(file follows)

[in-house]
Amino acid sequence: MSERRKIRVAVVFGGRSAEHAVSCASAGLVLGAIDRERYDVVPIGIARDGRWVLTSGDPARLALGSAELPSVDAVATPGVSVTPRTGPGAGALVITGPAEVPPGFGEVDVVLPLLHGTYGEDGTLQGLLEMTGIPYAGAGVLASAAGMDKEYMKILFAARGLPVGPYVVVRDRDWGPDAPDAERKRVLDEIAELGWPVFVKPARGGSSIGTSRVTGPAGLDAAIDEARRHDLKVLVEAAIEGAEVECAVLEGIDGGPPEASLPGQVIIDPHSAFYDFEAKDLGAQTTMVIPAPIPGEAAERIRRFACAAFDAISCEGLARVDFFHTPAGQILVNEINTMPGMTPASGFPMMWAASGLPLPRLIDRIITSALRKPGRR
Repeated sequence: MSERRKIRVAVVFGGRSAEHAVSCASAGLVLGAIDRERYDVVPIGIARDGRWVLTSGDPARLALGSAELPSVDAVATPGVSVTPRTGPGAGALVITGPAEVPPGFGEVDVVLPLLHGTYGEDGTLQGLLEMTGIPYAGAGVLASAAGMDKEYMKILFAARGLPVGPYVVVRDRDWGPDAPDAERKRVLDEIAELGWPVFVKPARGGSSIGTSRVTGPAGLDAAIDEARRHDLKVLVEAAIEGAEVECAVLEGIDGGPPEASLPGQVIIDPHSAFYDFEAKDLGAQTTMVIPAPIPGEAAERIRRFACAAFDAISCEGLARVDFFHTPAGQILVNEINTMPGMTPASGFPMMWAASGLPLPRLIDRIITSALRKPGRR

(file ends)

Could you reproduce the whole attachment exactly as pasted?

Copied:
[in-house]
Amino acid sequence: MSERRKIRVAVVFGGRSAEHAVSCASAGLVLGAIDRERYDVVPIGIARDGRWVLTSGDPARLALGSAELPSVDAVATPGVSVTPRTGPGAGALVITGPAEVPPGFGEVDVVLPLLHGTYGEDGTLQGLLEMTGIPYAGAGVLASAAGMDKEYMKILFAARGLPVGPYVVVRDRDWGPDAPDAERKRVLDEIAELGWPVFVKPARGGSSIGTSRVTGPAGLDAAIDEARRHDLKVLVEAAIEGAEVECAVLEGIDGGPPEASLPGQVIIDPHSAFYDFEAKDLGAQTTMVIPAPIPGEAAERIRRFACAAFDAISCEGLARVDFFHTPAGQILVNEINTMPGMTPASGFPMMWAASGLPLPRLIDRIITSALRKPGRR
Repeated sequence: MSERRKIRVAVVFGGRSAEHAVSCASAGLVLGAIDRERYDVVPIGIARDGRWVLTSGDPARLALGSAELPSVDAVATPGVSVTPRTGPGAGALVITGPAEVPPGFGEVDVVLPLLHGTYGEDGTLQGLLEMTGIPYAGAGVLASAAGMDKEYMKILFAARGLPVGPYVVVRDRDWGPDAPDAERKRVLDEIAELGWPVFVKPARGGSSIGTSRVTGPAGLDAAIDEARRHDLKVLVEAAIEGAEVECAVLEGIDGGPPEASLPGQVIIDPHSAFYDFEAKDLGAQTTMVIPAPIPGEAAERIRRFACAAFDAISCEGLARVDFFHTPAGQILVNEINTMPGMTPASGFPMMWAASGLPLPRLIDRIITSALRKPGRR